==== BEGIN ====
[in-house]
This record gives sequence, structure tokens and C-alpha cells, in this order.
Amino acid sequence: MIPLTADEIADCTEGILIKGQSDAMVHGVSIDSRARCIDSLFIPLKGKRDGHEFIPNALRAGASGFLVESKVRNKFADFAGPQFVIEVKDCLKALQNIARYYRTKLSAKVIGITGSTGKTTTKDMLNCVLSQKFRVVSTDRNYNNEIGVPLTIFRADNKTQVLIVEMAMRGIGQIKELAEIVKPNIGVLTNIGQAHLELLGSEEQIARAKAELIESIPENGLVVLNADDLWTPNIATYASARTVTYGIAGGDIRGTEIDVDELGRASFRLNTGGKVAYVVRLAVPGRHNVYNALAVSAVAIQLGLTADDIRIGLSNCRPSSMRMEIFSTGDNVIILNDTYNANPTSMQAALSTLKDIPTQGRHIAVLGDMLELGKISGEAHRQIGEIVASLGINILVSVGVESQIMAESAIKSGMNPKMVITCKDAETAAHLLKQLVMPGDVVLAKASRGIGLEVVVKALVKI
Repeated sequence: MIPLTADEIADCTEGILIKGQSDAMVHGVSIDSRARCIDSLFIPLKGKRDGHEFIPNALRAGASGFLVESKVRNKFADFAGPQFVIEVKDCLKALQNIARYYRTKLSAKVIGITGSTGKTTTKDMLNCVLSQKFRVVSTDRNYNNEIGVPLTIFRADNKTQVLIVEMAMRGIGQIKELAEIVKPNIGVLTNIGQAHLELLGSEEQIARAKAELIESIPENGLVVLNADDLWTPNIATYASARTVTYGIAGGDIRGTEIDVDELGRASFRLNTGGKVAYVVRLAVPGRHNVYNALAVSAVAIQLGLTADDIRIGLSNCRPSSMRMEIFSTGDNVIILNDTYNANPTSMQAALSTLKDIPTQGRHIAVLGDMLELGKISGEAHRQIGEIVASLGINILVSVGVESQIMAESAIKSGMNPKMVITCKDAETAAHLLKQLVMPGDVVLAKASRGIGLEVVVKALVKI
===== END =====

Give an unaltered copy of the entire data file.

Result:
[in-house]
This record gives sequence, structure tokens and C-alpha cells, in this order.
Amino acid sequence: MIPLTADEIADCTEGILIKGQSDAMVHGVSIDSRARCIDSLFIPLKGKRDGHEFIPNALRAGASGFLVESKVRNKFADFAGPQFVIEVKDCLKALQNIARYYRTKLSAKVIGITGSTGKTTTKDMLNCVLSQKFRVVSTDRNYNNEIGVPLTIFRADNKTQVLIVEMAMRGIGQIKELAEIVKPNIGVLTNIGQAHLELLGSEEQIARAKAELIESIPENGLVVLNADDLWTPNIATYASARTVTYGIAGGDIRGTEIDVDELGRASFRLNTGGKVAYVVRLAVPGRHNVYNALAVSAVAIQLGLTADDIRIGLSNCRPSSMRMEIFSTGDNVIILNDTYNANPTSMQAALSTLKDIPTQGRHIAVLGDMLELGKISGEAHRQIGEIVASLGINILVSVGVESQIMAESAIKSGMNPKMVITCKDAETAAHLLKQLVMPGDVVLAKASRGIGLEVVVKALVKI
Repeated sequence: MIPLTADEIADCTEGILIKGQSDAMVHGVSIDSRARCIDSLFIPLKGKRDGHEFIPNALRAGASGFLVESKVRNKFADFAGPQFVIEVKDCLKALQNIARYYRTKLSAKVIGITGSTGKTTTKDMLNCVLSQKFRVVSTDRNYNNEIGVPLTIFRADNKTQVLIVEMAMRGIGQIKELAEIVKPNIGVLTNIGQAHLELLGSEEQIARAKAELIESIPENGLVVLNADDLWTPNIATYASARTVTYGIAGGDIRGTEIDVDELGRASFRLNTGGKVAYVVRLAVPGRHNVYNALAVSAVAIQLGLTADDIRIGLSNCRPSSMRMEIFSTGDNVIILNDTYNANPTSMQAALSTLKDIPTQGRHIAVLGDMLELGKISGEAHRQIGEIVASLGINILVSVGVESQIMAESAIKSGMNPKMVITCKDAETAAHLLKQLVMPGDVVLAKASRGIGLEVVVKALVKI